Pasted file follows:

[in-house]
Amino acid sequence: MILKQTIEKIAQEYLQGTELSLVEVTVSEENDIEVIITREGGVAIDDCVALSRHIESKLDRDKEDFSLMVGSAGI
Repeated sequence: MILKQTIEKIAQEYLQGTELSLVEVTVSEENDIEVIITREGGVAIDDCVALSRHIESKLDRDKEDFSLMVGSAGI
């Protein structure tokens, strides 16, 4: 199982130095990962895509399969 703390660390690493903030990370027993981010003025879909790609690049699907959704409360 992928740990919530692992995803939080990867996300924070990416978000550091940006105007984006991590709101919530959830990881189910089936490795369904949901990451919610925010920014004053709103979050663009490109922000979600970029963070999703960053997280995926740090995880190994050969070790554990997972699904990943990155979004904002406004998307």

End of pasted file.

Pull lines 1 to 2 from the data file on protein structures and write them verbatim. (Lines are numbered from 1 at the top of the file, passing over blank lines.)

[in-house]
Amino acid sequence: MILKQTIEKIAQEYLQGTELSLVEVTVSEENDIEVIITREGGVAIDDCVALSRHIESKLDRDKEDFSLMVGSAGI